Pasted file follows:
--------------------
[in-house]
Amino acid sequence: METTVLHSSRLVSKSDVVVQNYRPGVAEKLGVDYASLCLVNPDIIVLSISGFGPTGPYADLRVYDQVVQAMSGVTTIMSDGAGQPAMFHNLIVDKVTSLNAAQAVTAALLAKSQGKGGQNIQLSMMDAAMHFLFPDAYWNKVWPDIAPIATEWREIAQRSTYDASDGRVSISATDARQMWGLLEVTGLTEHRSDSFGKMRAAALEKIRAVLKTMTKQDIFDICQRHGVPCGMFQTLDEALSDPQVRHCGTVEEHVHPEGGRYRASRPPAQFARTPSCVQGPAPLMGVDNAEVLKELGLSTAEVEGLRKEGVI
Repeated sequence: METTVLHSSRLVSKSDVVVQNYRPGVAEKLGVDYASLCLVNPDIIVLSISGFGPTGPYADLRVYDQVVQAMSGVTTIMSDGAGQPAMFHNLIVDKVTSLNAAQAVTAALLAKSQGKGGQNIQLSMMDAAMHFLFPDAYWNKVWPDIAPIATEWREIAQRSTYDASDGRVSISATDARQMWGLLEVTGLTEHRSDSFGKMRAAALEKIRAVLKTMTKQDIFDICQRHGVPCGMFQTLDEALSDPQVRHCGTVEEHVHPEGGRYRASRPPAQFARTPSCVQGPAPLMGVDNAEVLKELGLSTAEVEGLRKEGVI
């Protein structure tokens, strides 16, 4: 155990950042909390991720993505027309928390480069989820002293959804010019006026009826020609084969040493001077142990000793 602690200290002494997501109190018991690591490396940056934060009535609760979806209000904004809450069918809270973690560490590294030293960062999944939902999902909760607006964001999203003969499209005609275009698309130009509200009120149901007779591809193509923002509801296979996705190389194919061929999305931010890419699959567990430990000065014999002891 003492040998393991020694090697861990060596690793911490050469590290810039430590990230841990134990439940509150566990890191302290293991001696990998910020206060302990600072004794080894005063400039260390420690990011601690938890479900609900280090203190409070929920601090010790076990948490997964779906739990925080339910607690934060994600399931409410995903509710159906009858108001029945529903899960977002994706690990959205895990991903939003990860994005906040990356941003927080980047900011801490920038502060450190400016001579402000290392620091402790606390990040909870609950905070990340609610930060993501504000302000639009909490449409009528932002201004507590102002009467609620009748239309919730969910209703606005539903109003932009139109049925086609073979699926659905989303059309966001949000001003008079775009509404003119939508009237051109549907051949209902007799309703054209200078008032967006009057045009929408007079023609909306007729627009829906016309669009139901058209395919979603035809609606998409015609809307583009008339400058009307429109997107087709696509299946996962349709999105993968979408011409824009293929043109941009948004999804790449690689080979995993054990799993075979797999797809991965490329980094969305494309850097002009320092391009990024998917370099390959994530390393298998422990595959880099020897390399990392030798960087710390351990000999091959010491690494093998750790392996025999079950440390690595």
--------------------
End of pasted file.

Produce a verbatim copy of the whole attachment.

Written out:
[in-house]
Amino acid sequence: METTVLHSSRLVSKSDVVVQNYRPGVAEKLGVDYASLCLVNPDIIVLSISGFGPTGPYADLRVYDQVVQAMSGVTTIMSDGAGQPAMFHNLIVDKVTSLNAAQAVTAALLAKSQGKGGQNIQLSMMDAAMHFLFPDAYWNKVWPDIAPIATEWREIAQRSTYDASDGRVSISATDARQMWGLLEVTGLTEHRSDSFGKMRAAALEKIRAVLKTMTKQDIFDICQRHGVPCGMFQTLDEALSDPQVRHCGTVEEHVHPEGGRYRASRPPAQFARTPSCVQGPAPLMGVDNAEVLKELGLSTAEVEGLRKEGVI
Repeated sequence: METTVLHSSRLVSKSDVVVQNYRPGVAEKLGVDYASLCLVNPDIIVLSISGFGPTGPYADLRVYDQVVQAMSGVTTIMSDGAGQPAMFHNLIVDKVTSLNAAQAVTAALLAKSQGKGGQNIQLSMMDAAMHFLFPDAYWNKVWPDIAPIATEWREIAQRSTYDASDGRVSISATDARQMWGLLEVTGLTEHRSDSFGKMRAAALEKIRAVLKTMTKQDIFDICQRHGVPCGMFQTLDEALSDPQVRHCGTVEEHVHPEGGRYRASRPPAQFARTPSCVQGPAPLMGVDNAEVLKELGLSTAEVEGLRKEGVI
């Protein structure tokens, strides 16, 4: 155990950042909390991720993505027309928390480069989820002293959804010019006026009826020609084969040493001077142990000793 602690200290002494997501109190018991690591490396940056934060009535609760979806209000904004809450069918809270973690560490590294030293960062999944939902999902909760607006964001999203003969499209005609275009698309130009509200009120149901007779591809193509923002509801296979996705190389194919061929999305931010890419699959567990430990000065014999002891 003492040998393991020694090697861990060596690793911490050469590290810039430590990230841990134990439940509150566990890191302290293991001696990998910020206060302990600072004794080894005063400039260390420690990011601690938890479900609900280090203190409070929920601090010790076990948490997964779906739990925080339910607690934060994600399931409410995903509710159906009858108001029945529903899960977002994706690990959205895990991903939003990860994005906040990356941003927080980047900011801490920038502060450190400016001579402000290392620091402790606390990040909870609950905070990340609610930060993501504000302000639009909490449409009528932002201004507590102002009467609620009748239309919730969910209703606005539903109003932009139109049925086609073979699926659905989303059309966001949000001003008079775009509404003119939508009237051109549907051949209902007799309703054209200078008032967006009057045009929408007079023609909306007729627009829906016309669009139901058209395919979603035809609606998409015609809307583009008339400058009307429109997107087709696509299946996962349709999105993968979408011409824009293929043109941009948004999804790449690689080979995993054990799993075979797999797809991965490329980094969305494309850097002009320092391009990024998917370099390959994530390393298998422990595959880099020897390399990392030798960087710390351990000999091959010491690494093998750790392996025999079950440390690595």